NCCS GPU CLUSTER AVAILABLE NOW!


This ADAPT computer rack in Building 28 at NASA Goddard Space Flight Center holds the NASA Center for Climate Simulation’s new GPU cluster. Photos by Ben Bledsoe, NCCS.

The NASA Center for Climate Simulation (NCCS) announces a new resource for NASA-funded scientists: a graphics processing unit (GPU) cluster running on the ADAPT Science Cloud and specifically built for accelerating artificial intelligence (AI), machine learning (ML) and deep learning (DL) workloads using GPUs. This leading-edge platform is easy to access and the preinstalled software/libraries provide foundational tools that enable scientists to maximize their workflows.

The new cluster allows science teams to exploit GPU architecture to run very large simulations, conduct predictive analytics, use portable programming models, standard AI/ML frameworks, and foster virtual collaboration.

Technical Specifications

GPU Cluster from Aspen Systems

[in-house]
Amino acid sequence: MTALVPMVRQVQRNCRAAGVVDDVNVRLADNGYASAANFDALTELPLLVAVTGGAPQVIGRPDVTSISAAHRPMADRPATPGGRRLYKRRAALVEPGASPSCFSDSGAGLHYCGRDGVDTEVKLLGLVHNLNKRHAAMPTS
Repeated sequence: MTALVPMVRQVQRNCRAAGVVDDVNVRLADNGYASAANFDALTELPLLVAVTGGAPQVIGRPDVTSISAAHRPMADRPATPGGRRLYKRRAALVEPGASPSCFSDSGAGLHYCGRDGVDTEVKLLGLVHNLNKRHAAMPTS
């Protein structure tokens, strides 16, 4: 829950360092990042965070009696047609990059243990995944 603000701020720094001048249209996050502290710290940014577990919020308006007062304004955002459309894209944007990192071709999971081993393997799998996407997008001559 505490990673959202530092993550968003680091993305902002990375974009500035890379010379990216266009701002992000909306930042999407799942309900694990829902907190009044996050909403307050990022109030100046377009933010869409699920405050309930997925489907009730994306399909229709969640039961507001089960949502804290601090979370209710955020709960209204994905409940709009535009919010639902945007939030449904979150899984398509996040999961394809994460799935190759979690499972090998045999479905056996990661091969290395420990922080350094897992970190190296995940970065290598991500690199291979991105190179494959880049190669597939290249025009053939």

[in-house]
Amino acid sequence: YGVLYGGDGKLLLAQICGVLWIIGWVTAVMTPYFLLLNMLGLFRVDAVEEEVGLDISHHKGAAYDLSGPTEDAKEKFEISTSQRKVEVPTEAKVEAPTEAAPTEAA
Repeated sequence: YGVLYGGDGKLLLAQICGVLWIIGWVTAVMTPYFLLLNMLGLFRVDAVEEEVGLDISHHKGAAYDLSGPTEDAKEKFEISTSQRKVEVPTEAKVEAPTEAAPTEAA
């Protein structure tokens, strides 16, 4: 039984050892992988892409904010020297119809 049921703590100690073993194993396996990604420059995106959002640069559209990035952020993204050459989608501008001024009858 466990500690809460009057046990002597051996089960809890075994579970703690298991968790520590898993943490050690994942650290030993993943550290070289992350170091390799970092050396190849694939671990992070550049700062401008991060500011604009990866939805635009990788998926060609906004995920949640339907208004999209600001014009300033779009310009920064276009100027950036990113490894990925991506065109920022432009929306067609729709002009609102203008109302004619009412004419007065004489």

22 nodes, each with:

  • Dual Intel Xeon Gold 6248 “Cascade Lake” CPUs, 20 cores each @ 2.5 GHz
  • Four NVIDIA V100 GPUs with 32 gigabytes (GB) of VRAM each
  • 768 gigabytes (GB) of RAM
  • 3.8 terabytes (TB) of local NVMe storage (mounted at /lscratch)
  • Dual 100-gigabit (Gb) HDR100 InfiniBand
  • Dual 25-gigabit (Gb) Ethernet, bonded for high availability

Accessing the Cluster

To gain access to the new GPU cluster, users should contact the NCCS User Services Group and request access to the GPU system on the ADAPT Science Cloud. For more information about using the system, see GPU Usage on ADAPT.

Impact to Science

“The new GPU cluster addresses a pressing scientific need,” explained NCCS scientist Ellen Salmon. “It is intended as an initial testbed for NASA research scientists who have reached the limits of computing using traditional CPU processing capabilities. In order to explore and process the increasingly large datasets coming from satellites, sensors, and simulations, we need to provide our scientists with an efficient means of pushing beyond traditional processing boundaries.”


Sean Keefe, NASA Goddard Space Flight Center